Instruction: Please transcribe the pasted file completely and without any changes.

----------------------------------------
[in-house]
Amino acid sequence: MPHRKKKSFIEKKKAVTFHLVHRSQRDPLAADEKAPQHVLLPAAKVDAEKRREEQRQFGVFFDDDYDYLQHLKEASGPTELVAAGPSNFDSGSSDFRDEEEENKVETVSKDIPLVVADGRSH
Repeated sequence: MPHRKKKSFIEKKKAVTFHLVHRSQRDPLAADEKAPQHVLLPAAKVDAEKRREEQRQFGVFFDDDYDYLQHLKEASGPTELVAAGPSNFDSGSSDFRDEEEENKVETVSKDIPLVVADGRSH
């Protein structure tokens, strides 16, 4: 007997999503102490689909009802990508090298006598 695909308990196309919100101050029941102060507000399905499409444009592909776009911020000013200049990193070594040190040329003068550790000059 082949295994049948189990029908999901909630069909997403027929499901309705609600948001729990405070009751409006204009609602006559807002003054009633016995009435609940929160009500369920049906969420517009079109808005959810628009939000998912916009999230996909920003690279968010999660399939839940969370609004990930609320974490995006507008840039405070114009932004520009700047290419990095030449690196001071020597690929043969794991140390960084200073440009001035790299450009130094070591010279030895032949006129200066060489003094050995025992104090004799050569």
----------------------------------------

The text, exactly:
[in-house]
Amino acid sequence: MPHRKKKSFIEKKKAVTFHLVHRSQRDPLAADEKAPQHVLLPAAKVDAEKRREEQRQFGVFFDDDYDYLQHLKEASGPTELVAAGPSNFDSGSSDFRDEEEENKVETVSKDIPLVVADGRSH
Repeated sequence: MPHRKKKSFIEKKKAVTFHLVHRSQRDPLAADEKAPQHVLLPAAKVDAEKRREEQRQFGVFFDDDYDYLQHLKEASGPTELVAAGPSNFDSGSSDFRDEEEENKVETVSKDIPLVVADGRSH
């Protein structure tokens, strides 16, 4: 007997999503102490689909009802990508090298006598 695909308990196309919100101050029941102060507000399905499409444009592909776009911020000013200049990193070594040190040329003068550790000059 082949295994049948189990029908999901909630069909997403027929499901309705609600948001729990405070009751409006204009609602006559807002003054009633016995009435609940929160009500369920049906969420517009079109808005959810628009939000998912916009999230996909920003690279968010999660399939839940969370609004990930609320974490995006507008840039405070114009932004520009700047290419990095030449690196001071020597690929043969794991140390960084200073440009001035790299450009130094070591010279030895032949006129200066060489003094050995025992104090004799050569």